On Violence in Videogames

Another head explodes, and gallons (henceforth defeating the once known measurement of *pints*) of blood spray in every which way.

And then I move on to the next zombie to grease.

Now, I have spent a lot of time playing video games during my short life. By ‘a lot,’ I mean I may have spent over a year’s time in front of a boob tube trying to get someone or something to some sort of end. That’s a long time… but I digress. In that time, I have played violent, ‘kiddy,’ and bible-based (Yes, I said bible-based) games, and I have come to a conclusion about video game violence.

Number one, and prolly most importantly: these are games, folks. If every time I grease a zombie, an angel loses its wings, or a chihuaua dies on another continent, then I may stop playing. Poor angels. Don’t care about the snot dog as much. In any case, video games do not directly correlate to real life.

Or does it?

When Columbine went down, one of the first things that police looked for (outside of blueprints for making homemade bombs) was the kind of software these kids surrounded themselves with. What did news reports cling to that night at 6? Doom 2 for the PC: A pixelated and arduous journey into the depths of hell, which aparently is, in fact, Mars. I didn’t hear enough about how violent the game was, and how disgusting it was. Opponents to video game violence claim that someone who does an act in a video game will be compelled at one time or another to enact their escapades in a non-digital world — the real one.

However, this point of contention dismisses a single and fundamental element about human behavior: If you do something, you want to do it. A video game does not make you kill people. ‘Catcher in the Rye’ does not make you want to drop John Lennon. And the news does not make your children want to roll on E. So, kids that want to shoot up a school will shoot up a school because that is their perogative.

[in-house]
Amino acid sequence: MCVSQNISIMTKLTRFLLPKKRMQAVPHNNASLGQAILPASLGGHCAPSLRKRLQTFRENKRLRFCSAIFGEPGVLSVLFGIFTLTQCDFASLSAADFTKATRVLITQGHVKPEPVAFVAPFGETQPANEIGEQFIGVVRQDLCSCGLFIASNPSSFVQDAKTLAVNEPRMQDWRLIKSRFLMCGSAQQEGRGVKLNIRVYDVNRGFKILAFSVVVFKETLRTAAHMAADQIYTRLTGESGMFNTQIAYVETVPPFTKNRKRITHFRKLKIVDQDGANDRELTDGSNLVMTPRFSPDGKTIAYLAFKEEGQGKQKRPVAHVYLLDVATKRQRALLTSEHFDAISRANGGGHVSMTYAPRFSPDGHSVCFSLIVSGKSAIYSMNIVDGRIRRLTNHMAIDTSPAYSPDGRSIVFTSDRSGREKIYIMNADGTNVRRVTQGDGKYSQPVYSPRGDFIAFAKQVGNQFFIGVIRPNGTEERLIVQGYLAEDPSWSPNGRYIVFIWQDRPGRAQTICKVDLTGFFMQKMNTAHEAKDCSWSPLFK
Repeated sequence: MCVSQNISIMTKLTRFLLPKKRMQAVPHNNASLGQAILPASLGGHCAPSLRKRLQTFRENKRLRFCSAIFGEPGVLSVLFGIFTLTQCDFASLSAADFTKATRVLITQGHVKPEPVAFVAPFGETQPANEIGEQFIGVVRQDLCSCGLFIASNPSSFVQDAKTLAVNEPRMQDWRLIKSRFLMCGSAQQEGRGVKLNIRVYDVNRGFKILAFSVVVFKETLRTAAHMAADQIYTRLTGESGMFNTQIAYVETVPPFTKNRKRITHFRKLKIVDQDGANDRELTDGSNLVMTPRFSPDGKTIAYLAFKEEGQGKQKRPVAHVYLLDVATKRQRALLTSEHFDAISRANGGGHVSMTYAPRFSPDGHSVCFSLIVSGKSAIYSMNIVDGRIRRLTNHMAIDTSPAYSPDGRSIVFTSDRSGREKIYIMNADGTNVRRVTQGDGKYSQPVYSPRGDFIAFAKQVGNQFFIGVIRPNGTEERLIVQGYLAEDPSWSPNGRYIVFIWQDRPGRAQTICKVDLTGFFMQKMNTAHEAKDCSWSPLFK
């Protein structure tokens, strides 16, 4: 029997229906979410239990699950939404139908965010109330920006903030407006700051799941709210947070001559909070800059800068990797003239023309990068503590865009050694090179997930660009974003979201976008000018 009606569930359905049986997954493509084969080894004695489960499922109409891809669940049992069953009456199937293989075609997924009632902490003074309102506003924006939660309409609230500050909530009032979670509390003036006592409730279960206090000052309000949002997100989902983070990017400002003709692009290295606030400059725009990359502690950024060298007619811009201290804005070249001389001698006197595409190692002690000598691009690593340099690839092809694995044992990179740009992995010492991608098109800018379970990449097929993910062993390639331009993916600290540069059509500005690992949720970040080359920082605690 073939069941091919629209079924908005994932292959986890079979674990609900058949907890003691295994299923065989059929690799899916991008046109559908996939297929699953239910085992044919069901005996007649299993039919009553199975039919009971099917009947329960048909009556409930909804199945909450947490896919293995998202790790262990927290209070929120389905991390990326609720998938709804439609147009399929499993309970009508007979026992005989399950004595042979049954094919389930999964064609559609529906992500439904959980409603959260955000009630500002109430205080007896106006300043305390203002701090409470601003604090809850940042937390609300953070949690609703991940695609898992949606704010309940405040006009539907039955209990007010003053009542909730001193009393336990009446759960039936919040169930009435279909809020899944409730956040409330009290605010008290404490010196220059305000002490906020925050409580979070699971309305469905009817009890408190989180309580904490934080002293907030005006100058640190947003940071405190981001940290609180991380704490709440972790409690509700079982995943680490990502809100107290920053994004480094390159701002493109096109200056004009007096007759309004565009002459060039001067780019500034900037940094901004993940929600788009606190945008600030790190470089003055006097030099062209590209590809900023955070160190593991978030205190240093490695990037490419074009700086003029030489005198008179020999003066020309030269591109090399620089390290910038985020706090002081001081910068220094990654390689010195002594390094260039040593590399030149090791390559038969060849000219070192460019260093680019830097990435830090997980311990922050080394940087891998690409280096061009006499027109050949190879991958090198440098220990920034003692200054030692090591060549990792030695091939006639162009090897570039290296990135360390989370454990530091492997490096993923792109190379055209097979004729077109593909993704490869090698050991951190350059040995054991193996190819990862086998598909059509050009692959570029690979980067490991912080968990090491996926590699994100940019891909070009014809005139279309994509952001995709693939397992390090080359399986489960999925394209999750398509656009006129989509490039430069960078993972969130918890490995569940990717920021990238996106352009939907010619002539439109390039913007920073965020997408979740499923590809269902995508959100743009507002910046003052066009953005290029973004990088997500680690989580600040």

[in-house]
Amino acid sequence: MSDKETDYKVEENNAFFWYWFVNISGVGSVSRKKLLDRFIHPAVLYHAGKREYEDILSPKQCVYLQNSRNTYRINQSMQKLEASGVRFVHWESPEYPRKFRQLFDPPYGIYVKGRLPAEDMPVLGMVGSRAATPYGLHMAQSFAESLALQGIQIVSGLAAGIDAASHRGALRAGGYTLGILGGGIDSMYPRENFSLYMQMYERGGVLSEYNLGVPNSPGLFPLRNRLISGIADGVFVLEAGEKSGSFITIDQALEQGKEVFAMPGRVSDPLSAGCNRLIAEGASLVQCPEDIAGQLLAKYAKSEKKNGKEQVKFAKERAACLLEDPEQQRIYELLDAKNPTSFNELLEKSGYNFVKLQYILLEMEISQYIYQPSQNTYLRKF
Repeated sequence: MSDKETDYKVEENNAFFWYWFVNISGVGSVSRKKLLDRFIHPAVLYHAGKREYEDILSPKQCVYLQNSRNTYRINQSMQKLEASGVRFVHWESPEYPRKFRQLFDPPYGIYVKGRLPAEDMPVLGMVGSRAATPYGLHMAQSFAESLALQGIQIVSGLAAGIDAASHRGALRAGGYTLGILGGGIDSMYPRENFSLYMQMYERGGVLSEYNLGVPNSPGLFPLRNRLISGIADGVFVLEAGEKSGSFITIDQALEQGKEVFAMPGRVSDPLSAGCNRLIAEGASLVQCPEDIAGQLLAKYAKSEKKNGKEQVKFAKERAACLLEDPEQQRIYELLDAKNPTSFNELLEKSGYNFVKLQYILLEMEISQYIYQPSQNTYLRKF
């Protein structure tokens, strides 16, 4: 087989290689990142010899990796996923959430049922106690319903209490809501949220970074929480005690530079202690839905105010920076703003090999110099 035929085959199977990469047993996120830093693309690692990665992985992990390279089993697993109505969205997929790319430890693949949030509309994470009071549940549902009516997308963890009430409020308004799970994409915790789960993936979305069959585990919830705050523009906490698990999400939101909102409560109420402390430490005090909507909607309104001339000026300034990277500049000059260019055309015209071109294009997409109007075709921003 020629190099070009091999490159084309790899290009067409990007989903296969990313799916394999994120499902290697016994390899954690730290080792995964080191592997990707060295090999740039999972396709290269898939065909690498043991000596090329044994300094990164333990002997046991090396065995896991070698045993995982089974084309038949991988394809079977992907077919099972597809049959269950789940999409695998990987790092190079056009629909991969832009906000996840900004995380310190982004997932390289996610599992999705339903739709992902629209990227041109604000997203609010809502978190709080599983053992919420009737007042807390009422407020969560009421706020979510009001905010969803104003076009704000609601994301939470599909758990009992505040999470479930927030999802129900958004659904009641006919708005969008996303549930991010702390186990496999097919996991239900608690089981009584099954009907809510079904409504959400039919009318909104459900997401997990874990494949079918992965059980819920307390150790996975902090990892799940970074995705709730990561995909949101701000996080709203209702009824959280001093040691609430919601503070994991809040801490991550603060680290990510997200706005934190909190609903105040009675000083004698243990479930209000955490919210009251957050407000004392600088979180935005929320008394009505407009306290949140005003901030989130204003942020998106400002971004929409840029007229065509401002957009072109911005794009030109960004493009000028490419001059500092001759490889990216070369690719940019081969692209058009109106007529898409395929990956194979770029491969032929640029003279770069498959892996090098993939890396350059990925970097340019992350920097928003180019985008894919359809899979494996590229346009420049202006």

So, why do we have such violent games, Brent?

I’m glad you asked.

I want to be the first to say that there is something cathartic about leveling a city, greasing multitudes of enemies, and defeating a final boss for the sake of ending their terrible reign. In other words, video games can be a non-violent outlet to rage or grief. True, it sounds like a stretch, but I believe in it. We all release stress and anxiety in our own ways: Some play games, some starve themselves, some eat, some sleep, some write, some exercise… you get the picture.

What does it mean for violence? It means that graphic intensity is in place to create a next-to-reality feel to clearly fictional and surreal situations. It is a grounding mechanism. In a way, making games more realistic is a proof to reality. That is, our feeble attempts to recreate reality accurately fall flat on their faces time and time again, because we cannot reproduce what is absolutely real. Grasping for reality affirms reality as an existing player, as it were. Some bar the bridge between the two with varying results…

However, a choice is still a choice, and no one can be blamed for an idea that a separate agent executed out of rage.


One response to “On Violence in Videogames

  1. Super interesting argument. While I was reading it I was reminded of the “blaming the victim” phenomenon with regards to rape victims. If you’re not familiar with this, it essentially posits that people blame the rape victim for her (or his) rape (she was dressed slutty…etc.) because society refuses to accept that sometimes life is without reason and violence is without cause. As with violent videogames, as a society we cannot accept that sometimes people just lose it….we are always searching for reason, even when there is none. Violent videogames appear to be the scapegoat for any mental instability in our youth. All I can say is…. quit blaming everything and everyone else for the shitty things that happen in life…..what the hell happened to personal responsibility anyway?

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